Issues in History Teaching
reviewed by Bruce VanSledright - 2002
As I write this review, the U.S. Congress is set to debate President Bush’s plan to make education in this country look more like that in the UK. In the Bush plan, the national government would get into the business of funding schools directly (e.g., vouchers), influencing the structure of the teaching profession (e.g., financial incentives for prospective teachers), and holding the nation’s schools accountable (e.g., using national tests to judge progress, meter out rewards, and impose sanctions). It’s not difficult to imagine that some vestige of a national curriculum would also result at some point, particularly as a consequence of national testing. But Americans are not quite there—yet.
Reading this edited volume in light of the Bush education plan, and a U.S. Congressional debate it will provoke, offers interesting opportunities to ask if we Americans are staring into a vision of our own future here, regulations, inspections, standardizations, and all. And do we like what we see? If such matters interest you, and you are curious about history teaching, then this book should be on your reading list.
Issues in History Teaching covers enormous breadth. In a review of this brevity I cannot do justice to it. I will attempt to touch on some semblance of this breadth. But I offer my apologies in advance for not attending in detail to it all.
Following James Arthur’s opening chapter in which he scans the horizon of (U.K.) history teaching issues and finds it as broad as I claim, Robert Phillips (Chapter 2) nicely frames outs the depth of government involvement in history teaching (and curriculum and learning and assessment and. . .) in U.K. schools. Of course, this chapter is filled with acronym stew, a constant reminder of how deeply Big Brother is involved in controlling what goes on in British schools. But Phillips does well assisting readers in sorting them out. The key contribution of this chapter is in its explication of the political climate influencing history education in the UK. In one political move for example, the Thatcher government promised to reduce the emphasis on teaching children to think historically via practicing history themselves and return the subject to the perceived halcyon days when it taught patriotism and inspired great pride in being English, as it ticked off one important British accomplishment after another.
Since the days when politics were played with UK history in plain view, the struggle has continued between Thatcherites and those who would see history taught more as a disciplinary practice. The tension between conservative politicians, who would use school history for their own partisan purposes, and those teachers, researchers, and academics, who would prefer history employed as an exercise in caution over the distortions this sort of partisanship inflicts on the curriculum, is palatable here and in much of the next section of the book. Although a body of history education research has accumulated in ways that have begun to match the rigorous work and disciplinary linkages of that done in England, little of this same tension exists in the U.S. Research and disciplinary practices are seldom mentioned in political and policy venues. So, we might ask, if the Bush education plan succeeds, are we able to anticipate many of its curricular and pedagogical consequences by looking more closely here at the Thatcher government’s political manipulations of school history?
Within the book’s opening section, we also encounter a third chapter, by Penelope Harnett, on issues related to curriculum decision making in primary school history. This chapter is well crafted and carefully traces out the move to more history in the primary grades and then a retrenchment in this policy in the 1990s following government review and intervention (Big Brother’s hand yet again). However, it seems oddly placed in this introductory section. The two preceding chapters touched on a wider set of issues and provided a UK context. Harnett’s chapter seems more appropriately placed in Section II of the book where matters such as multiculturalism, the role of citizenship, and history in Europe are treated. Nonetheless, it may offer Americans some additional insight into the role history can play in the primary grades under more centralized and politicized control.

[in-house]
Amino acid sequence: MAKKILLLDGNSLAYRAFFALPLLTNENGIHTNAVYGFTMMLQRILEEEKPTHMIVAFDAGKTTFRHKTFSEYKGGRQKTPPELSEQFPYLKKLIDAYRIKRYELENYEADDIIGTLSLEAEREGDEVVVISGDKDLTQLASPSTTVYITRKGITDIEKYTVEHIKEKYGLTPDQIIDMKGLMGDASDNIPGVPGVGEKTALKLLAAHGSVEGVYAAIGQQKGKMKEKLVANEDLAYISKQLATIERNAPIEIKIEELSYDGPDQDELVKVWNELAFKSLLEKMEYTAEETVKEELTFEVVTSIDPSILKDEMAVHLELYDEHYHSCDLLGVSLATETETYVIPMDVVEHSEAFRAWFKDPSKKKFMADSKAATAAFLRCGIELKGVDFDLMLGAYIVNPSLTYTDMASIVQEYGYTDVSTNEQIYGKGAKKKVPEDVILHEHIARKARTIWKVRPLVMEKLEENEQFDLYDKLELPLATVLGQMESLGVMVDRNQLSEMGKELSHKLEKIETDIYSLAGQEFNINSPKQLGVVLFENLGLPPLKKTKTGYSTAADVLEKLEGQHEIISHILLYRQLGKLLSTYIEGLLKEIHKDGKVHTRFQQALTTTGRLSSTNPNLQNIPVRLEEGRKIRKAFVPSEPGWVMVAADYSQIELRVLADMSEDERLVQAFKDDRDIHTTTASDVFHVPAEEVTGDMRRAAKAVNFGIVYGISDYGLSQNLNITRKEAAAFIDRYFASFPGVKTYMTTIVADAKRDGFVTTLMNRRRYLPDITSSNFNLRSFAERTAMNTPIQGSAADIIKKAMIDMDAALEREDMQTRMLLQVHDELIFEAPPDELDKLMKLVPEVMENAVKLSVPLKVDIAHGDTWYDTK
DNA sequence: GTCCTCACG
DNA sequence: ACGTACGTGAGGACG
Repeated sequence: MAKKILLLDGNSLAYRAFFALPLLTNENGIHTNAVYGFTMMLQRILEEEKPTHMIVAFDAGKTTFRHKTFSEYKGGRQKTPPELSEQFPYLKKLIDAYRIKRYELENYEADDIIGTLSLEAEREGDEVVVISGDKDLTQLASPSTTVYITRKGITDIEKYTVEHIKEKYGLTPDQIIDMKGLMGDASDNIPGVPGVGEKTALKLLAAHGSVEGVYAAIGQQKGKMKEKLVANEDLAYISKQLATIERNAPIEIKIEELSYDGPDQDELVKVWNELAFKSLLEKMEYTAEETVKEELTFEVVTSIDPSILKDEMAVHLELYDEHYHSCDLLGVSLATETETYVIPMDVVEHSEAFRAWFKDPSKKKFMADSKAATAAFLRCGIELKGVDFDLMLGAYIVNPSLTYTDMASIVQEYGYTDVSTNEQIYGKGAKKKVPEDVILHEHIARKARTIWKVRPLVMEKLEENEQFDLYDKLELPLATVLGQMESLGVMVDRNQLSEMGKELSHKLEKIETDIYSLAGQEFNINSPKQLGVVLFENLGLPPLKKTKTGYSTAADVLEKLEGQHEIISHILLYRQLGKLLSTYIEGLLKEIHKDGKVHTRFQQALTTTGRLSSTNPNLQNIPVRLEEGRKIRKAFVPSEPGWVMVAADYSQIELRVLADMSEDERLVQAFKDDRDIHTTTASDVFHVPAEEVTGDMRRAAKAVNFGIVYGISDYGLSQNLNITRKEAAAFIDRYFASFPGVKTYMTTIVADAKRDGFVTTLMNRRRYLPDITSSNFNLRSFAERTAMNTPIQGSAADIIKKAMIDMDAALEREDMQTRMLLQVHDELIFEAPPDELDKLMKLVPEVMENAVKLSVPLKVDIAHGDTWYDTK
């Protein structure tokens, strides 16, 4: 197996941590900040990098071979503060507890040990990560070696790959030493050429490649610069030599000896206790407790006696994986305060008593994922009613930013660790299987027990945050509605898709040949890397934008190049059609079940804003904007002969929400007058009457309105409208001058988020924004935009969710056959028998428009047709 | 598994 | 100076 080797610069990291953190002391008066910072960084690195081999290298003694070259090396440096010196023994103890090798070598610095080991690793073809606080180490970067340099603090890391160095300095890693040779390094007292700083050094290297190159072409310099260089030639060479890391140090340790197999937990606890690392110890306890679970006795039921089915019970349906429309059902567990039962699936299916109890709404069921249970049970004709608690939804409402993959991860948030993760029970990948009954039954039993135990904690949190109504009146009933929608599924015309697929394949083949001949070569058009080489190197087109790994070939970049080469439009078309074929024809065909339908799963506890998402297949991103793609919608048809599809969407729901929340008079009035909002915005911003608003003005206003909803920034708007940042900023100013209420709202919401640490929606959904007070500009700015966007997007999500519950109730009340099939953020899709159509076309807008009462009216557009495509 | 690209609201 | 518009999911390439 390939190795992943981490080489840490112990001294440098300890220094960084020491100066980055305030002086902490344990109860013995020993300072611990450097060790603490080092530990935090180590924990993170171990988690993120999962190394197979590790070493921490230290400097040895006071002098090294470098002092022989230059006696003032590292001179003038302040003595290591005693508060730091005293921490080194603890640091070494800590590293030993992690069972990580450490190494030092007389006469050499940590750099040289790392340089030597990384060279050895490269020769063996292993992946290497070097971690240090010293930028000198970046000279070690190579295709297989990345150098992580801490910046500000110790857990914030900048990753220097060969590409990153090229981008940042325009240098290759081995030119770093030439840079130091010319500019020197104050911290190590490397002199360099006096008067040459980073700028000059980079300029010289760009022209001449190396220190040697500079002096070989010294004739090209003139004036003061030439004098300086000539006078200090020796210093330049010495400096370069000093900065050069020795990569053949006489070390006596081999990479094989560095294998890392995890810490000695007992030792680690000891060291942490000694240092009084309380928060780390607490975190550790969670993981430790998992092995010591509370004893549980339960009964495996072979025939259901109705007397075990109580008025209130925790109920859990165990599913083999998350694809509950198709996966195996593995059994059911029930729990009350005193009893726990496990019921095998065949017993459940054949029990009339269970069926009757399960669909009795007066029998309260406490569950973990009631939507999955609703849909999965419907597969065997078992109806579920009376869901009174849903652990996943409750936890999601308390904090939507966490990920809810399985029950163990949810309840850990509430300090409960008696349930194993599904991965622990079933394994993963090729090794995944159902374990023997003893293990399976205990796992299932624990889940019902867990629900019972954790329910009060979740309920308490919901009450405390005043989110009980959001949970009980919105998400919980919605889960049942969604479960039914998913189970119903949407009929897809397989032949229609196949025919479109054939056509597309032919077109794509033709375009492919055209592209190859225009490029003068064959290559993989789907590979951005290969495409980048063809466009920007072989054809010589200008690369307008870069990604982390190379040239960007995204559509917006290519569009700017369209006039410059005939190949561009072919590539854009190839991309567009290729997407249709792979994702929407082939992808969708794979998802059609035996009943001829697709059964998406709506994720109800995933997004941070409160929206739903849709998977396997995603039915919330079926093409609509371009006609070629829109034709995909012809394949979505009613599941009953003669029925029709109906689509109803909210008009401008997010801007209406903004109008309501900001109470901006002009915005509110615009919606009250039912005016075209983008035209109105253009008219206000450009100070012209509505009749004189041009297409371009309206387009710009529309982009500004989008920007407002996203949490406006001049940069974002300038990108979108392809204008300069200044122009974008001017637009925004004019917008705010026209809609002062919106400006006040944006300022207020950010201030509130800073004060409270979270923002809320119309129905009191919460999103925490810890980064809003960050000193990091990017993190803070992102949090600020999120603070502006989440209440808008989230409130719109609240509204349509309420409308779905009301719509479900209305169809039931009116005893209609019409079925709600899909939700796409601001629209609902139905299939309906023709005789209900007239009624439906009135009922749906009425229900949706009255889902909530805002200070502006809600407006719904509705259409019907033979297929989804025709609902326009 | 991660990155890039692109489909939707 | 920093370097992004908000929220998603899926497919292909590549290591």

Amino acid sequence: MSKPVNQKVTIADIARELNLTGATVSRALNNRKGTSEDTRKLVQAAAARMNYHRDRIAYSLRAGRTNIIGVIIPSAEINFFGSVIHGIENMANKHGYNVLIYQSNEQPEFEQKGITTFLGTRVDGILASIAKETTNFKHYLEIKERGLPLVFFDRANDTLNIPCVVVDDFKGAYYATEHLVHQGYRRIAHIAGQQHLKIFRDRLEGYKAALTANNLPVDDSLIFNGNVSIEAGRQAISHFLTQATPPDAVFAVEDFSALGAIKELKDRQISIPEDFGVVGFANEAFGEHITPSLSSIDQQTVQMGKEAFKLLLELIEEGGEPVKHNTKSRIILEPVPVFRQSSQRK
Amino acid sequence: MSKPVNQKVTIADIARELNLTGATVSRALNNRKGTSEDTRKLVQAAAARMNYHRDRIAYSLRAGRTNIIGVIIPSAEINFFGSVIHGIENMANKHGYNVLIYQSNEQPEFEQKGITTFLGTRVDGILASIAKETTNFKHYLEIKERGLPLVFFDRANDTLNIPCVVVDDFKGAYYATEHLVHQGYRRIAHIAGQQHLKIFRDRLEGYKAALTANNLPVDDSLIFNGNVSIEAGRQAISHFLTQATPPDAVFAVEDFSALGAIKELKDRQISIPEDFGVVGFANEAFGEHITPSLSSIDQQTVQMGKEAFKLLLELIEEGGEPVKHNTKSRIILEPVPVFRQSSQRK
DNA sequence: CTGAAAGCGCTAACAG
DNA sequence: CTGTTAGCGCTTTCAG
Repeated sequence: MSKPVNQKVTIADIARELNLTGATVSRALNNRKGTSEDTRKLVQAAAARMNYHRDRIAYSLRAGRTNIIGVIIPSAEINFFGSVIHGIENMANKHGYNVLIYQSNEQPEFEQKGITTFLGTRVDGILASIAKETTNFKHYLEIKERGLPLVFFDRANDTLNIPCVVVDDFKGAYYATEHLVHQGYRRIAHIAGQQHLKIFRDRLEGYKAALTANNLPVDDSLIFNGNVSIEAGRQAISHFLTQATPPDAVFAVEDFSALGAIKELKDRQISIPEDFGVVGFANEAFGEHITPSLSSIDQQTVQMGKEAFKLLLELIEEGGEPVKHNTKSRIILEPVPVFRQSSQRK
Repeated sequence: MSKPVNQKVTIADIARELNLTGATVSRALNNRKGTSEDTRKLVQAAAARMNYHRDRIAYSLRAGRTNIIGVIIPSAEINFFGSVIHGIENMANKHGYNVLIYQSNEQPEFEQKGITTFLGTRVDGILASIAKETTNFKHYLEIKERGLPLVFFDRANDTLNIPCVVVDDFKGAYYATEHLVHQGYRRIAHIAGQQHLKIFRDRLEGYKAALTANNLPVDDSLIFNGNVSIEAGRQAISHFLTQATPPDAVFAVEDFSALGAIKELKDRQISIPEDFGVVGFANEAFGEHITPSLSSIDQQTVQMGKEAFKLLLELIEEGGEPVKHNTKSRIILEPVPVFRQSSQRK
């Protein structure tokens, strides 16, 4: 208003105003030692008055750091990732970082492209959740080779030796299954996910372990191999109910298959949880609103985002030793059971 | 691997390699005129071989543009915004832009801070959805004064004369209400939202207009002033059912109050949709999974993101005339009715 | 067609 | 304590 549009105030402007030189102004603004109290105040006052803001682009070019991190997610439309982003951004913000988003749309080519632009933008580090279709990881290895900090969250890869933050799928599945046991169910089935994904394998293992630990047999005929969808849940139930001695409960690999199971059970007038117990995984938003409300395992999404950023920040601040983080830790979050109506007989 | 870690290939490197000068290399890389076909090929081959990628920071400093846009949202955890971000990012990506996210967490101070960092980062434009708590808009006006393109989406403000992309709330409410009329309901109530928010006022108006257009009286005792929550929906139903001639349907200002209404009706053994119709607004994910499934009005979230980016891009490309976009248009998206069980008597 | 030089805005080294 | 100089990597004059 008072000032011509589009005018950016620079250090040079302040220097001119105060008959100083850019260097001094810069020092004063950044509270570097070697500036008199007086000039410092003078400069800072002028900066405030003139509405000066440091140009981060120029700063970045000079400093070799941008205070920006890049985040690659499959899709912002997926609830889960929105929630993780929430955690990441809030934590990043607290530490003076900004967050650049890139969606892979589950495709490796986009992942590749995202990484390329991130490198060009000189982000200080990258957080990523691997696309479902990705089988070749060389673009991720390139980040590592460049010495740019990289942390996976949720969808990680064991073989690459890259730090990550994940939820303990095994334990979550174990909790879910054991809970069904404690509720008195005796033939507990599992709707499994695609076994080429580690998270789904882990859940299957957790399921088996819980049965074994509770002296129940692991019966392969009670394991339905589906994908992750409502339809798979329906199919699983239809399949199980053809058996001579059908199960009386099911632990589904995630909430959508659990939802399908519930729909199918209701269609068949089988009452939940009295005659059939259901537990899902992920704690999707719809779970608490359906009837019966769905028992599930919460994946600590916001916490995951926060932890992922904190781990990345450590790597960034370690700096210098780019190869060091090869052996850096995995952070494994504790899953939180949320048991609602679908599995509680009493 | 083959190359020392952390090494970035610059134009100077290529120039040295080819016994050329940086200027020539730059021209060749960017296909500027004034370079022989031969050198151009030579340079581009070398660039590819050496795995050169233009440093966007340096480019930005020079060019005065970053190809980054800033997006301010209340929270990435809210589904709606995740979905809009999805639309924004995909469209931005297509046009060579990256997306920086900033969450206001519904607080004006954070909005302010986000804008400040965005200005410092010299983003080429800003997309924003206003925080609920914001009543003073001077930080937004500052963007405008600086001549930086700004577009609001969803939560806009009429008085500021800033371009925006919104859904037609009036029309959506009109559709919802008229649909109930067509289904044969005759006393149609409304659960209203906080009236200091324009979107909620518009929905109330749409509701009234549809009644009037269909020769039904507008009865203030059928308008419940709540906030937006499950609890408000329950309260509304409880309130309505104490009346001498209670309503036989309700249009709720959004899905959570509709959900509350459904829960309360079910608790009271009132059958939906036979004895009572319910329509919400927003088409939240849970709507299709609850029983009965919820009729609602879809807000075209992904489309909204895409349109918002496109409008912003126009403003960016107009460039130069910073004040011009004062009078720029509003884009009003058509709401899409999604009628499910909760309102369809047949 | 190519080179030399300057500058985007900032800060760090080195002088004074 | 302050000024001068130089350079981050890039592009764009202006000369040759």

The first titled subsection of Issues deals with those concerns related perhaps most directly to history teachers and their classrooms. Chapter 4, by Martin Hunt ponders the always-problematic issue of teaching historical significance. In Chapter 5, Christine Counsell takes up another thorny issue that some frequently raise in misguided attempts to separate historical knowledge from the investigative and creative acts that produce it. Counsell effectively deconstructs the distinction and re-weds these two sides of the same coin. Tony McLeavy takes on teaching issues related to the nature of interpretation in Chapter 6. Here again, the role of government politics in the U.K. bears heavily on questions of interpretation. Chapter 7 (Stow and Haydn) goes on where Chapter 6 leaves off, noting how a deep concern with teaching chronology returned to the history curriculum via government intervention in 1991. Again, conservative forces—those most interested in seeing a celebratory narrative of British accomplishment taught in schools—demonstrated disenchantment with what they perceived to be little teaching of British historical chronology. Their target was the Schools Council History Project (SCHP), which in the 1970s and 1980s had promoted developing students’ historical thinking capacities in ways that mirrored history as a discipline. Chronology was central to this process maintained SCHP, but teaching inquiry and focusing on issues of significance and the status of accounts required greater time and energy commitments because of their complexity. The 1991 National Curriculum attempted to "rectify" the situation and inspection criteria for teaching soon followed suit. Stow and Haydn use what remains of their chapter to touch on the key issues history teachers faced in the aftermath, buttressing it with practical advice about strategies and tools for teaching it. Here, again, we have front row seats on what happens for history teachers and school history when curriculum components and assessment practices become centralized within a national bureaucracy, and then politicians attempt to employ it to their advantage. For Americans, these chapters should sum up to a distinct cautionary tale.